Abstract
It is well known that skyrmions can be driven using spinorbit torques due to the spinHall effect. Here we show an additional contribution in multilayered stacks arises from vertical spin currents due to interlayer diffusion of a spin accumulation generated at a skyrmion. This additional interfacial spin torque is similar in form to the inplane spin transfer torque, but is significantly enhanced in ultrathin films and acts in the opposite direction to the electron flow. The combination of this diffusive spin torque and the spinorbit torque results in skyrmion motion which helps to explain the observation of small skyrmion Hall angles even with moderate magnetisation damping values. Further, the effect of material imperfections on threshold currents and skyrmion Hall angle is also investigated. Topographical surface roughness, as small as a single monolayer variation, is shown to be an important contributing factor in ultrathin films, resulting in good agreement with experimental observations.
Introduction
Skyrmions are topologically protected particlelike magnetic textures^{1}, which are of great interest for potential technological applications. Skyrmions have been observed in materials with broken inversion symmetry and stabilised at room temperature through the DzyaloshinskiiMoriya interaction (DMI)^{2,3,4,5}. As carriers of information it is important to effectively move, as well as detect, skyrmions using electrical signals and readout. To this end, recent experiments have revealed the fascinating physics behind the interaction of skyrmions with spin currents. Currentinduced skyrmion movement was demonstrated at room temperature in a number of recent experiments on ultrathin multilayered stacks^{6,7,8,9,10,11,12}, whilst electrical readout is made possible through the discrete Hall resistivity^{13}. The principal source of spin currents in these devices is the spinHall effect (SHE), which converts a charge current flowing in the plane into transverse pure spin currents. The resultant spinorbit torque (SOT) gives rise to skyrmion motion, with direction set by the charge current direction as well as skyrmion chirality^{14}. The skyrmion Hall effect, whereby the direction of skyrmion movement deviates from that of the charge current direction due to the Magnus force, was also demonstrated^{8,9,10}. In some spintronics devices it is desirable to obtain zero skyrmion Hall angles, allowing for movement only along the current direction. Strategies to reduce the skyrmion Hall angle to zero have been proposed, using antiferromagnetically exchangecoupled bilayer systems^{15}, antiferromagnetic skyrmions^{16}, ferrimagnetic skyrmions^{11,17}, as well as using skyrmionium magnetic textures^{18}.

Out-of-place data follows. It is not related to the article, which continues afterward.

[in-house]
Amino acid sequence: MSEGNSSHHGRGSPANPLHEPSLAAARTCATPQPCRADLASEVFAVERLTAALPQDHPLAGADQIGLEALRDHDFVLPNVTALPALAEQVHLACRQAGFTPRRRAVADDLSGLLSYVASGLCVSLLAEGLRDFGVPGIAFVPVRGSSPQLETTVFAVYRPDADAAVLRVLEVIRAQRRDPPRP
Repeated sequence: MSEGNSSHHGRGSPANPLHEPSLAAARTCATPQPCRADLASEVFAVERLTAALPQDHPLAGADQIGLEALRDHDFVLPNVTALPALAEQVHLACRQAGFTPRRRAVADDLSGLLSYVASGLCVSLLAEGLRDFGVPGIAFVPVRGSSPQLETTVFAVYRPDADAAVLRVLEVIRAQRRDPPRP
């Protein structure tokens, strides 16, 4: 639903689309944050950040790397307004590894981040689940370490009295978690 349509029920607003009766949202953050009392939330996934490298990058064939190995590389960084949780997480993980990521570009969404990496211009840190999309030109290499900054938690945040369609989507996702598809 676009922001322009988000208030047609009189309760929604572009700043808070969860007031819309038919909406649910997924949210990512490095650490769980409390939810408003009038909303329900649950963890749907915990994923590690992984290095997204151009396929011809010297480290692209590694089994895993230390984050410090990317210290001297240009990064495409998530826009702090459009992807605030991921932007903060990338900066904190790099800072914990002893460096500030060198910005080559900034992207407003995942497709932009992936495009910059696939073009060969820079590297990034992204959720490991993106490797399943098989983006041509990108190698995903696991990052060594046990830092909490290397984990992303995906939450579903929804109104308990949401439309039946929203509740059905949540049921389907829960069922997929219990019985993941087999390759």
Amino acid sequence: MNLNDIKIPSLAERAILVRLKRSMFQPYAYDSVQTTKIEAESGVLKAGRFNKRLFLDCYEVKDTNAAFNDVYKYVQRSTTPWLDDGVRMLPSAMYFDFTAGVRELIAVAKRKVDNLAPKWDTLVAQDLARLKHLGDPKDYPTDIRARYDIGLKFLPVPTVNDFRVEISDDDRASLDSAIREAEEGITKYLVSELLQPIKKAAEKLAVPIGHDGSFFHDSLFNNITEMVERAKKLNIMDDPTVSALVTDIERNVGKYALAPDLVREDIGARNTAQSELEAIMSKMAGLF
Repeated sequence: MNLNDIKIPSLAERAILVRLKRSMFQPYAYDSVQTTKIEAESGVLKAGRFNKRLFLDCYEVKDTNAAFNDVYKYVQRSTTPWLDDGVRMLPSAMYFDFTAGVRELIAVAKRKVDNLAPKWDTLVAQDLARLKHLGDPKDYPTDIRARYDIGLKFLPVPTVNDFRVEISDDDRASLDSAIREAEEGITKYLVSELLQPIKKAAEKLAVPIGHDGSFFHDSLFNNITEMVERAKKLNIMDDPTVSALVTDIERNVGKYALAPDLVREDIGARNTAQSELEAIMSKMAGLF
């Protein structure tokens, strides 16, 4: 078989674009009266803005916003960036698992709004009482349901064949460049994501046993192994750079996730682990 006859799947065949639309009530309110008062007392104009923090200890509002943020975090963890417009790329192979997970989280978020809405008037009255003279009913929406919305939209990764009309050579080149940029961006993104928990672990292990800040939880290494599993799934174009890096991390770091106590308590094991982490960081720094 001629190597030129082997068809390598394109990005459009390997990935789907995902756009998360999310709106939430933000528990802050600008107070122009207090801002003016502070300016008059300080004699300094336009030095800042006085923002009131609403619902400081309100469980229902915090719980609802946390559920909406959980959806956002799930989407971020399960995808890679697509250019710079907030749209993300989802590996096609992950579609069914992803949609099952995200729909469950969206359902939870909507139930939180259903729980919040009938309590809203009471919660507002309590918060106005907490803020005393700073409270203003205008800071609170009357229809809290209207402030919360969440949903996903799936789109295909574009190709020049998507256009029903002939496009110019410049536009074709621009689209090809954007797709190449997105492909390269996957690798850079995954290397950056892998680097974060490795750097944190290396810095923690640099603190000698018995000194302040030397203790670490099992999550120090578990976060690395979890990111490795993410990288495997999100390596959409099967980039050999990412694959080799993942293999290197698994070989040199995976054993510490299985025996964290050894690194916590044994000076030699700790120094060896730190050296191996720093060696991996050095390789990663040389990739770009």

Due to spin precession of spinpolarised electrons flowing through a magnetic texture, a spin accumulation is generated at magnetisation texture gradients resulting in adiabatic and nonadiabatic spin transfer torques (STT)^{19,20}. Furthermore spin diffusion was also shown to play a role, resulting in modified diffusive spin torques when considering twodimensional magnetic textures^{21}. On the other hand vertical spin currents have been shown to play a more important role in driving skyrmions in nanostructures^{22}, whilst the importance of interfaces and interfacegenerated spin currents has also been recognised^{23}. Here we show, using micromagnetics modelling coupled with a selfconsistent spin transport solver in multilayers, that the spin accumulation generated at the magnetisation gradients of a skyrmion results in additional vertical spin currents due to spin diffusion in adjacent nonmagnetic layers. These diffusive spin currents result in additional interfacial spin torques which can be comparable to the SOT, significantly reducing the calculated skyrmion Hall angle even for small magnetisation damping values. In experiments it was found the skyrmion Hall angle strongly depends on the skyrmion velocity, evidencing the important role material imperfections play^{8,9,10}. Using the selfconsistent spin transport solver we also study the effect of SOTs and interlayer diffusion in the presence of magnetic defects, as well as topographical surface roughness. In particular surface roughness is shown to result in strong confining potentials, resulting in a dependence of the skyrmion Hall angle with driving current, as well as threshold current densities comparable to those found in experiments. These results may indicate an alternative method of designing devices with zero skyrmion Hall angle, by purposely creating surface confining potentials.
Spin Transport Model
Spin torques included in the magnetisation dynamics equation can be computed selfconsistently using a driftdiffusion model^{24,25}. Within this model the charge and spin current densities are given as:
Here J_{S} is a rank2 tensor such that J_{Sij} signifies the flow of the j component of spin polarisation in the direction i, J_{C} is the charge current density, E is the electric field, S is the spin accumulation, and m is the normalised magnetisation. Equation (2) contains contributions due to (i) drift included in ferromagnetic (F) layers, where P is the current spinpolarisation and σ the electrical conductivity, (ii) diffusion, where D_{e} is the electron diffusion constant, and (iii) spinHall effect, included in nonmagnetic (N) layers, where θ_{SHA} is the spinHall angle and ε is the rank3 unit antisymmetric tensor. The inverse spinHall effect is included for completeness as a contribution in Eq. (1). The spin accumulation satisfies the equation of motion: